When our weight increases, our hips and knees carry a greater burden and are more prone to chronic joint injuries, such as arthritis.

Most of us are not as active and don’t burn as many calories as our great-grandparents. We spend more time working, sitting at desks, and leisurely using social media or watching television. We just don’t use as much energy.

In addition to adding to our weight, this lack of movement contributes to the progression of arthritis. Our muscles are less toned and, therefore, less able to stabilize our joints to prevent injury and inflammation.


Common symptoms include:

• Swollen joints

• Pain

• Limited movement

• Redness

• Prone to injury

Swollen and painful joints often plague people living with arthritis. They feel stiff, which makes it hard to move about. They can become more accident-prone if they lose their balance and can’t correct their posture quickly enough.

Inflammation in their hands can make it challenging to perform delicate motor tasks like writing, grasping, or repairing machinery. Some activities they used to love, like gardening or woodworking, may have to be abandoned.

Arthritis in our pets

Our pets can also get joint disease. They don’t speak our language, but we may notice if they’re taking the stairs more slowly, limping, or no longer interested in playing fetch. Sometimes, our little critter companions can get irritable from the pain—just like we do. If little Moxxie hasn’t been acting herself lately, don’t assume she’s just “getting older.” Take her in for a checkup.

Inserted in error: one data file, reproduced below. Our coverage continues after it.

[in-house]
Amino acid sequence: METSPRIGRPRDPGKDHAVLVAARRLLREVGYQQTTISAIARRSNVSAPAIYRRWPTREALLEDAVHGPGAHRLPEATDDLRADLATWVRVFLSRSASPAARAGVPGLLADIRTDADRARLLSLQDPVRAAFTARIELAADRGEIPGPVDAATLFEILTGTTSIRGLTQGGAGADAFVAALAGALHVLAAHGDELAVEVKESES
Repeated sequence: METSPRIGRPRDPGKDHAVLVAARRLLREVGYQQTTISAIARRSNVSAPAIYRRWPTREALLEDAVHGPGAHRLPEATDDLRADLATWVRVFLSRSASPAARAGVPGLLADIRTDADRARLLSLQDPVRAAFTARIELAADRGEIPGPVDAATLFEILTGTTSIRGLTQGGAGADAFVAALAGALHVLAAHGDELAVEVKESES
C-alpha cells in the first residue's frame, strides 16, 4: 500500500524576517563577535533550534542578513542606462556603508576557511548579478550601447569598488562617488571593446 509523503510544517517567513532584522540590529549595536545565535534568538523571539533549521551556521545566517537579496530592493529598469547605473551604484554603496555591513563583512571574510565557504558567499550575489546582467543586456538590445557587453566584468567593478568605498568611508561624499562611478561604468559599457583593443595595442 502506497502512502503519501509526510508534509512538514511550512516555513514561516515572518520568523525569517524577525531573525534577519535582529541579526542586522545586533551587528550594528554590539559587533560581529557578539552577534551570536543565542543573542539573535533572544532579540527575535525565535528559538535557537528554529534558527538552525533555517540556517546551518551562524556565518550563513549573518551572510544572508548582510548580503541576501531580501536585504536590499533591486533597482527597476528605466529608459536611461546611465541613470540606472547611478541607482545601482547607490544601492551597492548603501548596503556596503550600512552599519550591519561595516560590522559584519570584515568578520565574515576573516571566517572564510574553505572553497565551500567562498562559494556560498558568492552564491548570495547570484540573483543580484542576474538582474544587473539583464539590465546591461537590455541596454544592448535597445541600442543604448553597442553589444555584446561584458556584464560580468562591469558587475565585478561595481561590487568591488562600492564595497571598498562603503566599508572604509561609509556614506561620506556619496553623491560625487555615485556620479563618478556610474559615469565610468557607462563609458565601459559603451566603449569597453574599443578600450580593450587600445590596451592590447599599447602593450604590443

And NEVER give your dog or cat over-the-counter pain medicines. These are toxic to your fur baby and can cause more harm than good. Please bring your pet to their veterinarian for a complete evaluation, and your vet will prescribe an appropriate medicine.

CanadaPharmacyOnline also carries canine medications. You will need a prescription from your vet. Due to their size, cats are treated with much smaller doses and sometimes different formulas. So, don’t give your dog’s medicine to your cat.


Any time you or your loved one has pain, consult your doctor first. If the diagnosis is arthritis and your symptoms are mild, they may suggest OTC products, like acetaminophen or ibuprofen, but always ask beforehand.

Many NSAIDs, or non-steroidal anti-inflammatory drugs, are available without a prescription and are frequently used as first-line treatment for pain. Still, they may be contraindicated with some health conditions. These include, but are not limited to, cardiac disease, kidney or liver compromise, and stomach sensitivity or ulcers. So, discussing your health history with your physician before taking anything is essential.

Some medications your doctor may prescribe:

Naprelan (Naproxen)


Celebrex (Celecoxib)

Arthrotec (Diclofenac/Misoprostol)

What you can do to stay healthy

While there is no cure for arthritis, you can slow its progression with a few simple actions:

1. Move more.

2. Engage in moderate, age-appropriate exercise.

3. Avoid sitting for long periods.

4. Drop a few pounds if you’re overweight. The less mass your joints have to support, the less swollen and painful they’ll be.

5. Your doctor may also prescribe physical and occupational therapy to strengthen muscles and stabilize painful joints.

Ask your physician what activity program is best for you.